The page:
This progression isn’t typical, but every household should strive to live on one paycheck. It will give you more options later on. Here is the chart of our earned income vs expenses.
Unfortunately, most households can’t live on one income. Their expense increases along with their income. Lifestyle inflation can be very difficult to control if you don’t have a clear financial goal. Most families live for today and spend too frivolously. In contrast, we steadily increased our earned income over the years, but we also kept our expenses under control. We lived on one paycheck and invested the other one. That’s what every family should strive for.
The next 50 years
Living on one income is great, but there is the next level. What if you don’t need earned income at all? If you save and invest, your passive income will grow to cover your expenses. That’s financial independence. We’re on the cusp of gaining that freedom. Finally, our passive income exceeds our expense and Mrs. RB40 can retire early, too. Here is what I envision for the next 50 years.
- Age 46-55: Our passive income can cover our expenses. However, part of that passive income is in the pre-tax bucket. I’ll use my blog income to fill the gap and leave the pre-tax accounts alone. Now, I’m actively encouraging Mrs. RB40 to retire early. We should be able to live modestly and enjoy life.
- Age 55-67: Ramp down on work and build our Roth IRA conversion ladder. This will remove some assets from our pre-tax accounts. By this time, the passive income from our taxable accounts should be able to cover our expenses 100%.
- Age 67+: Social Security benefits kick in. Also, we’ll draw down our pre-tax accounts. Money shouldn’t be a problem at this point.
The next inflection point will be when Mrs. RB40 retires. I want her to retire in 2020, but we don’t know if she will. She might continue working if she can find the right job. We should be fine financially because I have my blog income and our passive income is strong.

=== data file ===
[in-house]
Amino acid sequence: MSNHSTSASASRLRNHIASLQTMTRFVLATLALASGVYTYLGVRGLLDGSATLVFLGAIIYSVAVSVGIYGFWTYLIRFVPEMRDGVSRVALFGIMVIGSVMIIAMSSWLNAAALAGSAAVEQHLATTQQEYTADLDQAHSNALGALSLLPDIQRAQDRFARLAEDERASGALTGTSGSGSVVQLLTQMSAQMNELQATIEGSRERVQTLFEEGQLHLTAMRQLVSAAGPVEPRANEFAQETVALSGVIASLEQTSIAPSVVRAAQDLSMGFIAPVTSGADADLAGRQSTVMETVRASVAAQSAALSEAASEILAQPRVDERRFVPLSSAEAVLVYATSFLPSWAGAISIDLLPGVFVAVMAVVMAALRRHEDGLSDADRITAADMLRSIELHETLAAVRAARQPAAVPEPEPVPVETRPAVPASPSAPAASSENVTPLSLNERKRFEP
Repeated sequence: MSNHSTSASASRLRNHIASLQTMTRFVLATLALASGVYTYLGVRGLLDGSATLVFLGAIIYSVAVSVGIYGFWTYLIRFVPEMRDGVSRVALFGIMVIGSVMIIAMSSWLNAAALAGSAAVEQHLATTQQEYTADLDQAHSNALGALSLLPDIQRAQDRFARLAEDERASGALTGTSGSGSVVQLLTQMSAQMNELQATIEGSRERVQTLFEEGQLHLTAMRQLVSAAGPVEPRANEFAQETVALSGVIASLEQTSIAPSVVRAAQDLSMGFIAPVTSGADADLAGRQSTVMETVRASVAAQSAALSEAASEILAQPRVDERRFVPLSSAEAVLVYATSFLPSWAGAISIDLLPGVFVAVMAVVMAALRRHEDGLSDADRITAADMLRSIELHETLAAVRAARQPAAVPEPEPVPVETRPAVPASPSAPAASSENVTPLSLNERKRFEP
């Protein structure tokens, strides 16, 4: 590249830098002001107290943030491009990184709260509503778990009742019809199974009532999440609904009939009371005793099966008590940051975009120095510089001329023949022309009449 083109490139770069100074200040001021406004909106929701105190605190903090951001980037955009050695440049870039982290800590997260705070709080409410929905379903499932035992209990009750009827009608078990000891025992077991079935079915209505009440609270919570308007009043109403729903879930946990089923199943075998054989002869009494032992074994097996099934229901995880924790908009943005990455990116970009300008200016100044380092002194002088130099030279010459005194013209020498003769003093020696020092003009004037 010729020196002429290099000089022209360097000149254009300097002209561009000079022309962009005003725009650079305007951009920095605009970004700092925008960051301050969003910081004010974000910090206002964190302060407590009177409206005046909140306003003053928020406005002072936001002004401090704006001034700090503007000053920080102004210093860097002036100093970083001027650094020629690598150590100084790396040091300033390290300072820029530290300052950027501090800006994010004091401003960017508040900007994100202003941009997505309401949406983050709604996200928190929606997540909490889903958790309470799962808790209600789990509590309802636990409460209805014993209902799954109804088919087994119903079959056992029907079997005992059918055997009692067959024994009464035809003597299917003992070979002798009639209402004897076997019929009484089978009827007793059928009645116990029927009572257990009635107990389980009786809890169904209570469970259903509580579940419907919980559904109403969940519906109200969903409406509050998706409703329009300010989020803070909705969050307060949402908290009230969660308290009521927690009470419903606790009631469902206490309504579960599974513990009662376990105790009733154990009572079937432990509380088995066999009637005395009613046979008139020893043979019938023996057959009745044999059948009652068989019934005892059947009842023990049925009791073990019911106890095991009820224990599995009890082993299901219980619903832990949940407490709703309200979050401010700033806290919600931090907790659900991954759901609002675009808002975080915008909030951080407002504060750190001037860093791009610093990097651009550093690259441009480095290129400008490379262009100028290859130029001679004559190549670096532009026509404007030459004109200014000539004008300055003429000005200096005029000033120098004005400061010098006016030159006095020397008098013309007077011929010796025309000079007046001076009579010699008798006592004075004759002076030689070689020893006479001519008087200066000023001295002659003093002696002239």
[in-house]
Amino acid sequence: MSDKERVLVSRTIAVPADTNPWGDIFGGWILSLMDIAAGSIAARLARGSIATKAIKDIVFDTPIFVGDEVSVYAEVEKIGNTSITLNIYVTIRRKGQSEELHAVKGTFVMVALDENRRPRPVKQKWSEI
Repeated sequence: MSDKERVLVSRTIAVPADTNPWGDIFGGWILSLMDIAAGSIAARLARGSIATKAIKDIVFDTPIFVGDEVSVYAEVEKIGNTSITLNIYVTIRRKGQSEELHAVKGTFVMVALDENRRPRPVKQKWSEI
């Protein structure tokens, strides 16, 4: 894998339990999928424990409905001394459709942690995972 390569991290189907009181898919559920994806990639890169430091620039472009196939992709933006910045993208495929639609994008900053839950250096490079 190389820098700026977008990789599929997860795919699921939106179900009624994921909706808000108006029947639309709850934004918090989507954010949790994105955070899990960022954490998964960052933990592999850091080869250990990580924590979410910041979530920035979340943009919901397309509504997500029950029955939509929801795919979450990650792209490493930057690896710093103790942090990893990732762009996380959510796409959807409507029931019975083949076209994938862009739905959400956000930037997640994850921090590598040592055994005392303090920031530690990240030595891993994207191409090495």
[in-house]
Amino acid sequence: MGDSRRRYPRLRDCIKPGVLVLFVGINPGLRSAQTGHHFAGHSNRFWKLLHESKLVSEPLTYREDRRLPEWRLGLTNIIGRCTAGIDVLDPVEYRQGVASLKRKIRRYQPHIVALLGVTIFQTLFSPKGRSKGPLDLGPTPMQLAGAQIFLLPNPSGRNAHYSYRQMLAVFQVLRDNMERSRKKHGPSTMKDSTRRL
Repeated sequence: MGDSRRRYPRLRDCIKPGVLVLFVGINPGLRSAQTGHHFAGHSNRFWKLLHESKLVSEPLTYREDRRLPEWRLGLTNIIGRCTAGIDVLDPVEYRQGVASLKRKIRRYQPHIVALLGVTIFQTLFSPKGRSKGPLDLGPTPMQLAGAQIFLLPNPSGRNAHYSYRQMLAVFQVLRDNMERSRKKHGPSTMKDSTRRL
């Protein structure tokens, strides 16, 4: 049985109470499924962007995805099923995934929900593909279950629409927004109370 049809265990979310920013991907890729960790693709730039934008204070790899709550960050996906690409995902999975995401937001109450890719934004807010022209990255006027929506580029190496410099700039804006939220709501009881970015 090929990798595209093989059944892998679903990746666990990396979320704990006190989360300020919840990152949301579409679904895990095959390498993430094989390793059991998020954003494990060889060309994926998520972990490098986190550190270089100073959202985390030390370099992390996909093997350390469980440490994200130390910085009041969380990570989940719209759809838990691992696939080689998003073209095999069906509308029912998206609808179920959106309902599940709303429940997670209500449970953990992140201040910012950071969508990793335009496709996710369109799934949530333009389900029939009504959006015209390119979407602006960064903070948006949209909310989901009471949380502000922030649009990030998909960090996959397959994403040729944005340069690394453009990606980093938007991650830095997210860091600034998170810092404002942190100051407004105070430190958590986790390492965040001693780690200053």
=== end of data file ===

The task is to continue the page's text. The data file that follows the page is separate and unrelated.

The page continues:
Passive income is great because it’s another stream of income. It’s your hidden ally. You don’t have to work anymore once your passive income exceeds your expense. It’s like another person working for your household. Let’s include passive income in our chart.
Our household expense is the red line in the chart above. We have 3 sources of income – mine, Mrs. RB40, and passive income. The last 2 years were awesome because the expense is lower than any of those incomes. The great thing about passive income is it should continue to grow. As long as we can keep our passive income ahead of our expense, we’ll be golden.
Side note, our household income is amazing. We had two dips. When Mrs. RB40 went back to college and when I retired from my engineering career. Incredibly, the trend reversed and our household income shot back up. I’m pretty sure this trend won’t survive Mrs. RB40’s early retirement, though. Who knows? Maybe passive income will pick up the slack somehow. Check back in 20 years and see. Oh yeah, Social Security benefits and pension should give us a big boost when we’re 67. That’s a long way to go, though.
Aim for one paycheck
To wrap it up, I think every family with two incomes should aim to live on just one. Invest the other paycheck so you’ll be prepared for the rainy days. If you do this, your passive income will increase and eventually you’ll be able to live on that alone. Living on one income will help you keep a lid on lifestyle inflation, too. It’ll pay off.
What is your household income situation? Dual income no kid? Dual income with kids? One income? Do you live on one paycheck like we do?